Adventists Plan Gold Coast Campaign
“Last Empire” comes to Australia’s Gold Coast “playground”
By Mark A. Kellner, news editor
ASeventh-day Adventist evangelist is about to tackle an affluent, popular urban stretch of Australia’s east coast, bringing the three angels’ messages to life in 2014.
“The Last Empire” evangelistic series, with Anthony Kent, a native of Australia, will take place May 2 through May 30, 2014, and will be centered in the city of Gold Coast, whose population is just under 600,000, but is growing by 16,000 people annually.
The city of Gold Coast covers an area of 540 square miles (1,400 square kilometers), and is not far from Brisbane, Queensland’s capital, which has a population of 2.1 million.
The venues for “The Last Empire” series will include the Gold Coast Central Seventh-day Adventist Church, Reedy Creek Seventh-day Adventist Church in a small Gold Coast suburb, and the Coastlife Adventist Church, which meets in Robina, a 33-year-old planned community that also adjoins Gold Coast.
“It’s in the newest cities that we’re finding the greatest challenge: cities are becoming increasingly secular and harder to reach, and we haven’t had the platform that was left by the pioneers in the past to build upon in the more recent cities,” Kent explained. “We don’t have any long-term, longstanding institutions to build a hub around. There’s no hospital, no publishing house, no conference office right in the middle of the territory. We do have a school or two, which is encouraging, and as regards those schools, their enrollments are largely from non-Adventists. That’s a great opportunity as well.”
How to approach this? Kent insists that prayer is critically important. “Without the power of the Holy Spirit all our efforts will be futile,” Kent confessed, and added, “It would be wonderful if the world church would pray earnestly for these people, that the Lord will draw them to Himself.” In September 2013 Kent was scheduled to visit the region and meet with pastors and local church members to organize preparations. After the visit, and up until the May 2014 kickoff, those congregations and pastors will train to be ready for outreach.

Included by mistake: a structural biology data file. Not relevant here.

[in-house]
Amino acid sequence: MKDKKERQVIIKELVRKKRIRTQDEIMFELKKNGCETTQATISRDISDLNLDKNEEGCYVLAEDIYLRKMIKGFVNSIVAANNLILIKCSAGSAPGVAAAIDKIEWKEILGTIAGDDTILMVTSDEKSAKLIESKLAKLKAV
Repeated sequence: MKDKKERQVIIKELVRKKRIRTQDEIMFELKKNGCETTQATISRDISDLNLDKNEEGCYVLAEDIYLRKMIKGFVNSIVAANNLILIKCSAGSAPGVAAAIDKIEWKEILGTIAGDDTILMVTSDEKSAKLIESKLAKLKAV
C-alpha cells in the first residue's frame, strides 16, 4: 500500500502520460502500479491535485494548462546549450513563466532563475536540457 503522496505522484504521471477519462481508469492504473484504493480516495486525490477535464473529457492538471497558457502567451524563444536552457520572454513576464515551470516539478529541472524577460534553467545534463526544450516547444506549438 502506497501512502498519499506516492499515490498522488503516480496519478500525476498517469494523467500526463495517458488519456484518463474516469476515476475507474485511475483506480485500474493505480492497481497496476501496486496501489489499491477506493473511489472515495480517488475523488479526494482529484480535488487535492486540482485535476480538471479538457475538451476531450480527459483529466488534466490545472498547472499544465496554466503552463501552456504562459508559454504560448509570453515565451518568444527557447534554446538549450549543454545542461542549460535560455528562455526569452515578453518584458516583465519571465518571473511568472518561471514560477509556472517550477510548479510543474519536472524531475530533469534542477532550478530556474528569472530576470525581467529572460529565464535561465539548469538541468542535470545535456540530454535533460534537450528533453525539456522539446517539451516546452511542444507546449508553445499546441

“This is about committed Adventist Christians, about reaching out, encouraging them to reach out, and training them to reach out,” Kent explains. “And it is about offering a resource for those Adventists who are reaching out to bring their friends, to move things along, to help them facilitate a walk with Jesus and an experience with Jesus, and be prepared for the return of Jesus.”
Thus, “The Last Empire” (see Adventist World, July 2013, http://bit.ly/13H45My) is relational and personal, avoiding a doctrinaire drumbeat that might scare off people living in a highly secular society. The essence of the message will be there, Kent said, but with a personal orientation.
“In many respects it’s focusing people on their future—what’s their future, what’s their destiny,” he explained. “Essentially we’re wanting to—in a truthful, honest way—encourage people to look at what they’re facing in their lives, and what is coming next for Planet Earth.”
Knowing that many come to the Gold Coast region in search of things other than faith, Kent is aware that lots of difficult work – “hard yakka,” as Australians might say—lies ahead.
“This is not a walk in the park. This is a tough, challenging assignment,” he admits.
More information about the South Queensland Conference, which is sponsoring “The Last Empire,” can be found at http://sq.adventist.org.au/.